On this page:
    Tidy data tables

On the Data tables 1 page:
    What's a "data table"?
    Why TSV?
    Spreadsheet to TSV
    CSV to TSV

On the Data tables 2 page:
    Field recipes
    Record recipes
    Data item recipes
    Header recipes

On the Data tables 4 page:
    Inherited spreadsheet problems

Tidy data tables

Data cleaning doesn't always start with tidy, well-organised data. Below are some of the problems you may find before cleaning that are not covered elsewhere in this cookbook. (See also inherited spreadsheet problems.). This page is based on a BASHing data blog post.

Two or more separate tables per table. If there are multiple, similar tables in a single table grid, ask the data provider if they can be combined into a single table, otherwise split them into separate files.


Metadata. A data table prepared for processing should not contain caption lines or explanatory information lines. If possible, footnotes and comments should be put in a new field. All other metadata belongs in the filename or in a separate file accompanying the table.


Font or colour mean something. The data may arrive "decorated" in a spreadsheet. When the table is converted to plain text for processing, any font or colour differences are lost, and with them their meaning. The "font or colour" information should be put in a new, separate field or fields.


Known entries are left out. Some data items may be blanked in a spreadsheet, as shown below, to "visually organise" lists. To avoid incomplete records in data processing, any missing-but-known entries should be filled in.


Data not sufficiently atomised The more fields you can split a data item into, the better. In a table designed for human eyes, you might keep the table narrow by packing different data items into single fields. For example, you might have a "Name" field instead of "Title", "First_name" and "Last_name" fields, to save space. When processing data as plain text, it doesn't matter how wide the table is. By splitting data items you make it easier to extract information and to check for inconsistencies and errors. (See also domain schizophrenia.)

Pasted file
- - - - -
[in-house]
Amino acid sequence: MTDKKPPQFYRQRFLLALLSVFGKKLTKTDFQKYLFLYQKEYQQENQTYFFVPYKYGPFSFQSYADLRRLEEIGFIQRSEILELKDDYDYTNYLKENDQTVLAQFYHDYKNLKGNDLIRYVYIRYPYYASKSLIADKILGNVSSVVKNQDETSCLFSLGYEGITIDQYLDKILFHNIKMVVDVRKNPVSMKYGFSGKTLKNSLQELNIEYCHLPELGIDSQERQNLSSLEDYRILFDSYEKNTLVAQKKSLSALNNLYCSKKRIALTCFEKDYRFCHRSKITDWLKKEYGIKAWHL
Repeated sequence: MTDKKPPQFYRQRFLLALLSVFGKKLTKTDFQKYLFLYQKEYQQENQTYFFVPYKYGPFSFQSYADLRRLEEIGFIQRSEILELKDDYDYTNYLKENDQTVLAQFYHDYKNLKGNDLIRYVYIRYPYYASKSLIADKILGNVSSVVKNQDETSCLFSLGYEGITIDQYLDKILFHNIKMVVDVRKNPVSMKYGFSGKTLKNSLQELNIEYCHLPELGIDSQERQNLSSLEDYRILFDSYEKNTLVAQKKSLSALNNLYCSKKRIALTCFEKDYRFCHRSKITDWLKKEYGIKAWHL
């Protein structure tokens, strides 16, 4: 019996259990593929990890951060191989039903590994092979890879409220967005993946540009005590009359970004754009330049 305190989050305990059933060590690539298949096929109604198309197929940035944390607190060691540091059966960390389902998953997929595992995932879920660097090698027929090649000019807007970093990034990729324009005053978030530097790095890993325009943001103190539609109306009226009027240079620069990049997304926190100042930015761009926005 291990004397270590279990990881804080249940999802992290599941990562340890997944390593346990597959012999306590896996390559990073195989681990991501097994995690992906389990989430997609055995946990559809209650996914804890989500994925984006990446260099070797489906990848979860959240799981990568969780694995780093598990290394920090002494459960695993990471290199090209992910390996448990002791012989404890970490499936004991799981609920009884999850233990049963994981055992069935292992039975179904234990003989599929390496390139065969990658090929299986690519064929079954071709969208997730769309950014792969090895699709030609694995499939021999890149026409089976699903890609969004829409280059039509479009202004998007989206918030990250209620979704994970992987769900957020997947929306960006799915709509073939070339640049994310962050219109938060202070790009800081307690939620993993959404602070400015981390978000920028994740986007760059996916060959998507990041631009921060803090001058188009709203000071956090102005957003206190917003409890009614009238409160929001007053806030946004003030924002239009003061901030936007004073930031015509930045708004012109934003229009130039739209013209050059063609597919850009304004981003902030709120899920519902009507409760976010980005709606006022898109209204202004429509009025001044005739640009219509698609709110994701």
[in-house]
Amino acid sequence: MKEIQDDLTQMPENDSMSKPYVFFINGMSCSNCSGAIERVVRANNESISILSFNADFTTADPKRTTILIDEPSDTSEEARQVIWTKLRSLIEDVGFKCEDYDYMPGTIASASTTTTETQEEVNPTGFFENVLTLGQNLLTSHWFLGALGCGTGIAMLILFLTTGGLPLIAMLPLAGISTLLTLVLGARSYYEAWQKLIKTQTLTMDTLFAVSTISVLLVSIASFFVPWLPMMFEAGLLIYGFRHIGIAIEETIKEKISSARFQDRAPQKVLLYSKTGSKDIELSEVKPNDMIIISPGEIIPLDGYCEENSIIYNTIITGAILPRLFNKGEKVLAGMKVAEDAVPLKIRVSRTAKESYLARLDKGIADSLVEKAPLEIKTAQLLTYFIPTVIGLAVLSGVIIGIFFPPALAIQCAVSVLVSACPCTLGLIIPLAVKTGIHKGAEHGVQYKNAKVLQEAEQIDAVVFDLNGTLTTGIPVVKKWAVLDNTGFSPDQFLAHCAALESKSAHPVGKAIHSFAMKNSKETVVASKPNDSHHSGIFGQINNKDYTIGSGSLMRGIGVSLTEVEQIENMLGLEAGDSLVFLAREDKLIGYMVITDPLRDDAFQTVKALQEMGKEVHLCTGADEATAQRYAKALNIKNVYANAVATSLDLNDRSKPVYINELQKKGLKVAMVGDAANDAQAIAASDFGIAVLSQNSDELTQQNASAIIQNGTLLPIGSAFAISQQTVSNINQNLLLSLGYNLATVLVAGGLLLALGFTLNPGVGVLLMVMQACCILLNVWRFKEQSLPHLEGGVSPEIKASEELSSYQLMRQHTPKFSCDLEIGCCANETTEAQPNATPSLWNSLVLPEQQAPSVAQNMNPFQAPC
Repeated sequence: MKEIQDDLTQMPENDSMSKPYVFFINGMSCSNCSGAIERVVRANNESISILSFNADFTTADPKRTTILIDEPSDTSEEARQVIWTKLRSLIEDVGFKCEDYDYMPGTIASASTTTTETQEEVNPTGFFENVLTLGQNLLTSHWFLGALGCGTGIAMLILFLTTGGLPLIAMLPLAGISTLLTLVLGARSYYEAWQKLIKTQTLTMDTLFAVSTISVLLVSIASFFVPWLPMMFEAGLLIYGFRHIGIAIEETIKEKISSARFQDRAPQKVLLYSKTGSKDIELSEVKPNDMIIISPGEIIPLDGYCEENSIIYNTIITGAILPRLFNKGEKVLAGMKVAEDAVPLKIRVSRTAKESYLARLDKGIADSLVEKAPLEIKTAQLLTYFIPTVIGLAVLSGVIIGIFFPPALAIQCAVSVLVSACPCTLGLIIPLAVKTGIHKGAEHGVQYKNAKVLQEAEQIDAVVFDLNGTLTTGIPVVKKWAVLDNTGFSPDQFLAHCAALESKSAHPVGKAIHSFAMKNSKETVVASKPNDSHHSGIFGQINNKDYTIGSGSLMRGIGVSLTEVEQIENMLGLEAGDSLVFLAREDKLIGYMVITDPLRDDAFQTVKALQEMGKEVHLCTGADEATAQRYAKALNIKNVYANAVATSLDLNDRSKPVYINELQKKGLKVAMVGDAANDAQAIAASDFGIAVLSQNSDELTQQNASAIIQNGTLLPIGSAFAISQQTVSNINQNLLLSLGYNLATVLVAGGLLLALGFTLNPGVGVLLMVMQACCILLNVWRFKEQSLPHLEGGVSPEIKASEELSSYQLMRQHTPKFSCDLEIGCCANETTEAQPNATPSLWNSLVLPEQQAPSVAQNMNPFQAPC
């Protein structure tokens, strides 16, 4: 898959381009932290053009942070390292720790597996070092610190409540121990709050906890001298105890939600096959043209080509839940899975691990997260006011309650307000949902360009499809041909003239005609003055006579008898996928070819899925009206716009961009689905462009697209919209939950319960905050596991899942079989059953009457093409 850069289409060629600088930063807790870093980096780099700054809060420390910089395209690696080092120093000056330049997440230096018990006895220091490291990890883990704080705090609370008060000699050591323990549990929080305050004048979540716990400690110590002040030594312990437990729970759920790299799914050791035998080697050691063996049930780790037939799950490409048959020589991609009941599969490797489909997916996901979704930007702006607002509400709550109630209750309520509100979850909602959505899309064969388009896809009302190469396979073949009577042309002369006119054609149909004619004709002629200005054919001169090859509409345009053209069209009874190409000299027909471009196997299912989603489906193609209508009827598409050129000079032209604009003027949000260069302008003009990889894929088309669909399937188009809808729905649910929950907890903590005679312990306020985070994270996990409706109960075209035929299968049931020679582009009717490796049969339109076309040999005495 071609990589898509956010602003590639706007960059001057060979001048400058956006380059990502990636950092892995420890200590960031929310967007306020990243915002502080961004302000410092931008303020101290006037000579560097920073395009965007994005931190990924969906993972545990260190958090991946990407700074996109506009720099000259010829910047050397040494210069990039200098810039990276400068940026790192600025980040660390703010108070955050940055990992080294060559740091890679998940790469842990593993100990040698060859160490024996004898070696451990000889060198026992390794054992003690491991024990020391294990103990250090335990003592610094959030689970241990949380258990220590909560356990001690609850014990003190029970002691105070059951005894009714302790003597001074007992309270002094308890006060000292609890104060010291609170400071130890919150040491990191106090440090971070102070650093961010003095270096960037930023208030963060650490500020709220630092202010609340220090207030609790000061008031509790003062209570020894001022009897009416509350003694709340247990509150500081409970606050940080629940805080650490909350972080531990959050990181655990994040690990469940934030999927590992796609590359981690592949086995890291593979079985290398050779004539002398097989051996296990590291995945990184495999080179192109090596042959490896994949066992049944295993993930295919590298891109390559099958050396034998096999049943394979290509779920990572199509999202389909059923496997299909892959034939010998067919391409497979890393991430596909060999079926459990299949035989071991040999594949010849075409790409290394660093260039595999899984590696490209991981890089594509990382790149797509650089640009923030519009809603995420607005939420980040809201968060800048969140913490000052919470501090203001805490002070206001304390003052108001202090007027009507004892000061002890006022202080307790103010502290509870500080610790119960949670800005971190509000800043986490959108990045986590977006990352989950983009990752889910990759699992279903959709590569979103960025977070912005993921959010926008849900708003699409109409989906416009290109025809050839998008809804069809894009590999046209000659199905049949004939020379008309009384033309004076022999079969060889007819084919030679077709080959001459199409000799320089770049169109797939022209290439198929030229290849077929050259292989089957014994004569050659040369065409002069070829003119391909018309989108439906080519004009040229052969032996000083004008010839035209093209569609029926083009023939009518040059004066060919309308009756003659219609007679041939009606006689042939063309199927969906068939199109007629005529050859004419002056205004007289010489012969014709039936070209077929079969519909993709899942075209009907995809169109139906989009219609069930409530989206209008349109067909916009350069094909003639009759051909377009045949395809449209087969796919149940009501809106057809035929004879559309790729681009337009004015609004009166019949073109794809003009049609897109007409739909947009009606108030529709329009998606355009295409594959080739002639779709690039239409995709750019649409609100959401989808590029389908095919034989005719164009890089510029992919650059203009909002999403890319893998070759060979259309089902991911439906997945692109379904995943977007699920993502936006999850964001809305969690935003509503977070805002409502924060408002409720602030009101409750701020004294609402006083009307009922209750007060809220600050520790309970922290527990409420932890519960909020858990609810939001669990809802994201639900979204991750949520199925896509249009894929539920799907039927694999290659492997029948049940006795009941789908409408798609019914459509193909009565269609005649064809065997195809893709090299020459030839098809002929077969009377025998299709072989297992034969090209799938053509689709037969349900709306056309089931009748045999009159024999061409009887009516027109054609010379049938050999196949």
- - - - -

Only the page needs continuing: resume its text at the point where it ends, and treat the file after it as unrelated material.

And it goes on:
Abbreviations in data items. Abbreviations can be incomprehensible or ambiguous. There's always enough room in a digital data table to expand abbreviations. Ask the data provider if your suggested expansions or additions are acceptable.


Field names not in a single line (the header).

Field names not well formatted. Spaces and punctuation (apostrophes, quotes, question marks, commas etc) should be avoided in field names. Good replacements for spaces are underscores, hyphens and merges, e.g. "First_name", "First-name" and "FirstName". Abbreviations should also be avoided; "AbsTemp_K" is better than "AT_K", and "AbsoluteTemperature_K" is better still. In serially numbered fields, the number should go last, e.g. "address1" and "address2", not "1st_address" and "2nd_address".

Field names don't clearly explain their content. "Date", "Price" and "Area" are understandable but incomplete. Date of what? (e.g. "Date_purchased"). What kind of price? (e.g. "Price_retail"). What units for area? (e.g. "Area_ha"). Ambiguity may be another problem: does "GuestNo" mean total number of guests, or a code number for individual guests?

No unique ID for each record (where appropriate). The unique ID can be as simple as a serial number: 1,2,3...